Toyota is already getting hefty subsidies from U.S. taxpayers courtesy of federal tax credits (up to $3,600) afforded to buyers of hybrid powered cars. The 2005 Energy Policy Act, however, limits the number of car buyers who can take advantage of the tax credit to 60,000. The act also cut back on the size of the credit for the Prius from $3,150 to $1,575 as of October 1. Other Toyota hybrids — such as the Camry — have seen tax credits reduced to $775–$1,300. Mr. Press said in a speech this week to the Electric Drive Transportation Association that it’s time for Uncle Sam’s stinginess to come to an end.
By subsidizing people who buy Toyota products — products manufactured by one of the largest privately held corporations in the world — our taxpayers are supporting Toyota employees and stockholders at a time when GM and Ford are on economic life support.
Actually it’s just another example of federal meddling gone awry. The subsidy isn’t just for Toyota… it’s for any automaker that sells hybrids. GM, Ford, and Honda also sell hybrids. The problem is that GM and Ford simply can’t sell their models like Toyota can. Hence Toyota has realized the most form the subsidy, and they are about to hit the units sold threshold first… by a long shot.
But there’s a bigger problem. Hybrids are something of a farce. A cool idea, but the concept has flaws.
For one thing, the mileage improvement isn’t as great as most people think, and the actual achieved improvement is even less than that. If you take a look at some of GM’s new hybrid trucks you’ll find that hybrid gas mileage is within 10% of the all-gas version… and you pay a several thousand dollar premium. Then there are the safety concerns, where first-responders have to be trained on how to deal with 650 volt electrical conduits and battery packs. And then the environmental concerns… yes environmental concerns. Ever wonder what’s going to happen with all of those battery packs?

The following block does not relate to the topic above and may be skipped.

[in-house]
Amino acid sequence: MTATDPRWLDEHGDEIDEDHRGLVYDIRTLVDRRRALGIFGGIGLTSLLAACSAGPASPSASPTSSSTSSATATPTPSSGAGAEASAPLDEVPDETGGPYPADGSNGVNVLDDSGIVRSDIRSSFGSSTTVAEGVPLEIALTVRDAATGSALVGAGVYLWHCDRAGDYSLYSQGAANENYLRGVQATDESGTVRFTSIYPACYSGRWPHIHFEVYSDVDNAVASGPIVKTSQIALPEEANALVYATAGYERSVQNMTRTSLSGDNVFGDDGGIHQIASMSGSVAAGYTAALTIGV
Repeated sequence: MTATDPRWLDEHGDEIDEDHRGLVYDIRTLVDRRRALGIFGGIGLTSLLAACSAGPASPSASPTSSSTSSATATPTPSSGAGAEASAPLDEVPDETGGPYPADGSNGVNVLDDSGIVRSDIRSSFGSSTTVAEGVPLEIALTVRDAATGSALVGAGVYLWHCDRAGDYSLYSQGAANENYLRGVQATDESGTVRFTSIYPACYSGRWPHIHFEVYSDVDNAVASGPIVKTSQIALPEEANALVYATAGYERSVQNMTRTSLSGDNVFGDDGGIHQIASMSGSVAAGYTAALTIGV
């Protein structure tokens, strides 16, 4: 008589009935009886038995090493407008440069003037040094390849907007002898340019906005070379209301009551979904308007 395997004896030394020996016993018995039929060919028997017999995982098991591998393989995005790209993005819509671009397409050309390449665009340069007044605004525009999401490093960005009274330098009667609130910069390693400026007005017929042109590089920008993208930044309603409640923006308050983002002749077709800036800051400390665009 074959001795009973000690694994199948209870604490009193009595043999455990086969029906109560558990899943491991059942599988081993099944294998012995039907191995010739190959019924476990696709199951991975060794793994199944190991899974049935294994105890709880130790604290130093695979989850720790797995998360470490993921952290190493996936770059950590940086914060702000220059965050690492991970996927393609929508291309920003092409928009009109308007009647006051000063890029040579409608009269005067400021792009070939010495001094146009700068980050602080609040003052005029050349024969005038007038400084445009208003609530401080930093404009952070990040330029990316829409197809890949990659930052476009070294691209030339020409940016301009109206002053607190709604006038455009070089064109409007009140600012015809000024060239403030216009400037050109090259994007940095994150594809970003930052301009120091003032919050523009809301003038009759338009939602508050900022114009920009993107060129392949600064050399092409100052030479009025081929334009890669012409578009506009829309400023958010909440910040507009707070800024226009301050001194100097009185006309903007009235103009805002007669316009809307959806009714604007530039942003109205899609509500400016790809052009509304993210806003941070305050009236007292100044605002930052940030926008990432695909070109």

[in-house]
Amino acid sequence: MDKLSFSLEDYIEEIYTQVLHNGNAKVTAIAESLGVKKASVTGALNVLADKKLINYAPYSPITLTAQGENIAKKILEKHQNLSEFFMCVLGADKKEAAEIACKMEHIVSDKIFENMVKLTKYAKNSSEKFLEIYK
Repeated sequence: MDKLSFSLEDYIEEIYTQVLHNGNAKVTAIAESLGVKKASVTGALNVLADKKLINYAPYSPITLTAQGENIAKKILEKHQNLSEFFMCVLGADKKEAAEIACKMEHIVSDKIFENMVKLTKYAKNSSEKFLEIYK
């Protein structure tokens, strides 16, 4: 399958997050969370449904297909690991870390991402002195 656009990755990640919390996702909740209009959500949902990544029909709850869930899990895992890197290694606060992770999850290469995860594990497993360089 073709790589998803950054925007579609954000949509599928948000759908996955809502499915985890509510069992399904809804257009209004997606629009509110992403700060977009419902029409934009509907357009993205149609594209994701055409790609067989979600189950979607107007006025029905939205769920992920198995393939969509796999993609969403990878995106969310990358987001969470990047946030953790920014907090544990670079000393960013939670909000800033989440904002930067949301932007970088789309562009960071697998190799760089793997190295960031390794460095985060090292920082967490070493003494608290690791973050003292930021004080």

Last month Newsweek had an article on the Hybrid Hypocrisy, which pointed out some interesting facts: 24% of hybrid owners also have an SUV. And not just any SUV, but BMW X5’s and the like. As it turns out, hybrid owners, especially owners of the Toyota Prius, are not starving planet-savers but are a rather affluent group. Just who should be receiving cheaper vehicles thanks to the government, right? All it took was a slight decrease in gas prices and SUV sales began to go up while hybrid sales, even those of Toyota’s vehicles, began to go down.
But even more fundamentally, is subsidizing hybrid gas-electric technology, with its rather modest mileage improvement over traditional power plants, even close to the right thing to do? While poking at this question I came across a post on the Environmental Economics blog that asked whether it’s an "SUV Tax or a Hybrid Subsidy?" The post argued both sides, but what really intrigued me was the first comment from none other than our friend Eric at the Grim Reader blog. What’s the chances of that? As an aside, Eric just posted a very interesting piece on utilitarian blindness that I was already planning on commenting on after I find a dictionary to look up a couple of the big words he uses. He’s a smart guy.
Eric’s comment mirrors my thoughts almost exactly,
SUV Tax or Hybrid subsidy? How about *neither*? After all, these involve the government participating in the market and choosing the solution. My turbodiesel’s fuel economy is as good as any Prius, and I can run it on renewable vegetable oil, yet there is no subsidy for me – that’s a bad choice made by our legislators. The wonky solution is to include the turbodiesel in the subsidy scheme, but what yet-unknown technology is pushed further out of competition by that action? If it’s in my interest to buy a more economical vehicle, then the subsidy is useless or worse.
If they must do something, how about taxing fuel based on the public bads (externalities) they create, including carbon, sulfur, and NOx emissions? Then drivers can determine the best solution to reduce their costs, including driving less (an outcome not encouraged by subsidizing hybrids or taxing SUVs).
So, Mr. Taylor, the hybrid subsidy isn’t just for Toyota. And as a Cato fellow I’m sure you’ll agree that it’s a bad subsidy to begin with, for many reasons.